Articles Tagged with “Supreme Court”

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Last week, with the Memorial Day holiday, was a slow week for wins in the federal circuits- there’s only one short win.

Monday, of course, was a huge day for the government’s ability to collect massive amounts of data about the citizenry. I mean, of course, the Supreme Court’s opinion in Maryland v. King.

My coverage at Above the Law is available here (it’s dissent heavy).

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Someone told the police that Chunon Bailey sold drugs. Worse, he sold drugs and had a gun at his house at 103 Lake Drive in Wyandanch, New York.

That someone was a confidential informant.

The police took that tip and got a search warrant for 103 Lake Drive.

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It’s another relatively slow week in the federal appeals courts of our great nation. Perhaps folks are too saturated with election coverage to issue opinions.

Of the three courts that issued opinions this week, only one is in a battleground states (or quasi battleground state) – the Tenth Circuit in Colorado.

The Eleventh Circuit based in Georgia and the Fifth Circuit in New Orleans surely are not drowning in direct mail pieces or television ads.

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It’s a dog’s breakfast of victories in the nation’s federal criminal appellate courts.

Personally, I love a good case on the district court’s contempt power — look to see the Fourth Circuit’s contempt reversal in United States v. Peoples profiled in more depth a little later in the week. The case has everything — a pro se litigant, a finding of contempt, and profanity (which is tastefully referred to in the opinion). It reminds me of another great pro se contempt case from last year. It reminds me, too, of the Sixth Circuit’s relatively recent case on the limits of a district court’s power to sanction a lawyer. Always good stuff.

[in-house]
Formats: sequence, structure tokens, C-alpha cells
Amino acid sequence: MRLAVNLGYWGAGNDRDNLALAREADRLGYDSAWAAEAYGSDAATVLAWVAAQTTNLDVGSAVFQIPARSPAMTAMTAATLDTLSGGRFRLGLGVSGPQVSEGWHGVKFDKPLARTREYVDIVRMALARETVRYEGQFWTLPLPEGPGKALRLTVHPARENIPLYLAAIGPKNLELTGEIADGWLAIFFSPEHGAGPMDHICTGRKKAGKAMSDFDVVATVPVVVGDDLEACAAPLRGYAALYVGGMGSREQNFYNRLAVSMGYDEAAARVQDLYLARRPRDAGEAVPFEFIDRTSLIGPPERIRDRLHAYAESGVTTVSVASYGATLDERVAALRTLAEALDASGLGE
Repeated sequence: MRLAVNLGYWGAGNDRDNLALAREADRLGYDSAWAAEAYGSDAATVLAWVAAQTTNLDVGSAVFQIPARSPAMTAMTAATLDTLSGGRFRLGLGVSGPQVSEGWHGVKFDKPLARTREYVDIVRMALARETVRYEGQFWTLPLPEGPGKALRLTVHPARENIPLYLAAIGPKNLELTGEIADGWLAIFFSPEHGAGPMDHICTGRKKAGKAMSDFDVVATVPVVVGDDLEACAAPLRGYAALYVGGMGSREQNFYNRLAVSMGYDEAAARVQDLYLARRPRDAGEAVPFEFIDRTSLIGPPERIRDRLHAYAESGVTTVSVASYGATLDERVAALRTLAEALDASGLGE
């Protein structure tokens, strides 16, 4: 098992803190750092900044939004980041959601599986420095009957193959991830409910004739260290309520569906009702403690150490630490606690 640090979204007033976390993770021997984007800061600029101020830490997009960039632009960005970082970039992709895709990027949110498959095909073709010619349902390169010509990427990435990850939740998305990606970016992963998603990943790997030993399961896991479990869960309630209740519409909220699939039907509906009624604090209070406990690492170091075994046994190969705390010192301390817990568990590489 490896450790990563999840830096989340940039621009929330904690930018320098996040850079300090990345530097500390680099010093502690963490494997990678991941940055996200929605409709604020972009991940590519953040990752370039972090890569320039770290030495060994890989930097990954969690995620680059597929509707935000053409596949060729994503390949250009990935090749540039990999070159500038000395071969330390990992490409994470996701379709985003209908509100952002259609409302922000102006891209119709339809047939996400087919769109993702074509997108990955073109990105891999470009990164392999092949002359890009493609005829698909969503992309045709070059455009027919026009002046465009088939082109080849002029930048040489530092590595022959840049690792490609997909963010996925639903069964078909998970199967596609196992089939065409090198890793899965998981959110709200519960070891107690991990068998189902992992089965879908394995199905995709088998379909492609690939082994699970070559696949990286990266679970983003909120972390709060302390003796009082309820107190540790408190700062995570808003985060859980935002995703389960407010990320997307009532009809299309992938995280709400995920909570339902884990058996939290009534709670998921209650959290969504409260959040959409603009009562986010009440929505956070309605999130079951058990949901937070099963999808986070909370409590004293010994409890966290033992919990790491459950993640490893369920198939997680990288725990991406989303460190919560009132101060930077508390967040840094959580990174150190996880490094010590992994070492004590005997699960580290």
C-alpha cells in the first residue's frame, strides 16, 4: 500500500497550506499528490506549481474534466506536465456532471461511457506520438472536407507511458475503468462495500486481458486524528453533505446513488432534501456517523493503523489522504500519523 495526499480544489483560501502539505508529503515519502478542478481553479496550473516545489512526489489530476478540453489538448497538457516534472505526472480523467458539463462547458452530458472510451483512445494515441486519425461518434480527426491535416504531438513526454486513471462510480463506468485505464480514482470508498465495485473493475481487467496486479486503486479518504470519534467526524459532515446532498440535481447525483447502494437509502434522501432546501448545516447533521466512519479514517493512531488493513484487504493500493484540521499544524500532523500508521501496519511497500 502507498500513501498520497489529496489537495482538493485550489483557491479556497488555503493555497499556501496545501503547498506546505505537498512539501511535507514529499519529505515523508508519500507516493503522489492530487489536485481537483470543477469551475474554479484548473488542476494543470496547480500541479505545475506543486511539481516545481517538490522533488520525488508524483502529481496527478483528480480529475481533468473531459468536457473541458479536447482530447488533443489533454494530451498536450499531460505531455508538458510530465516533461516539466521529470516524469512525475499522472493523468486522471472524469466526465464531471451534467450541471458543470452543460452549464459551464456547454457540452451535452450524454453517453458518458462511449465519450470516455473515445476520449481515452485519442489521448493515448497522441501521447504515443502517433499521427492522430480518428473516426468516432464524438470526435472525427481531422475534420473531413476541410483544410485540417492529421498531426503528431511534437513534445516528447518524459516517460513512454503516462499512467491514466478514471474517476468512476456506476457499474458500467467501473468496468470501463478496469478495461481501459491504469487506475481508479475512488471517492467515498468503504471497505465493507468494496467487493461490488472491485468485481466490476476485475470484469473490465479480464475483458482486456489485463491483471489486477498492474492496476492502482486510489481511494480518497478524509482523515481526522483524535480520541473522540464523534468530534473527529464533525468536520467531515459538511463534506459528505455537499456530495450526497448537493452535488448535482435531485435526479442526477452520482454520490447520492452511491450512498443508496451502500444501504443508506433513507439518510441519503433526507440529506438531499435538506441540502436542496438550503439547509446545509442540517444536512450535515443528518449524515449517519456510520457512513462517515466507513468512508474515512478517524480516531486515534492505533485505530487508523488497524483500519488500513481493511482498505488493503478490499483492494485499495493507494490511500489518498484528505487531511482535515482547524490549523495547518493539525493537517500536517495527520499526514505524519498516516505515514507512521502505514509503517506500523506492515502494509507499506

Which is not to give short shrift to the two other wins from last week — resentencing in an illegal reentry case and unsupported supervised release conditions in a federal sex case.

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For a person convicted of a crime, winning in the Supreme Court of the United States can be a mixed bag.

Sometimes it works out well. Clarence Gideon was acquitted when he was retried, this time with the aid of a defense lawyer. He was also, of course, lovingly portrayed by Henry Fonda in film, and is now perhaps the most often-invoked indigent of the Twentieth Century.

657704_supreme_court.jpgOn the other hand, Ernesto Miranda, the man who gave us Miranda warnings, was convicted on retrial after his statement was suppressed. He served 11 years in prison for rape.

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The Supreme Court has agreed to review the constitutionality of the Stolen Valor Act. The Stolen Valor Act makes lying about having military honors a federal crime. It’s at 18 U.S.C. § 704.

There’s a good discussion of the Act over at SCOTUSBlog.

The Wall Street Journal Law Blog nicely frames the issue – “What’s More Common Than Valor?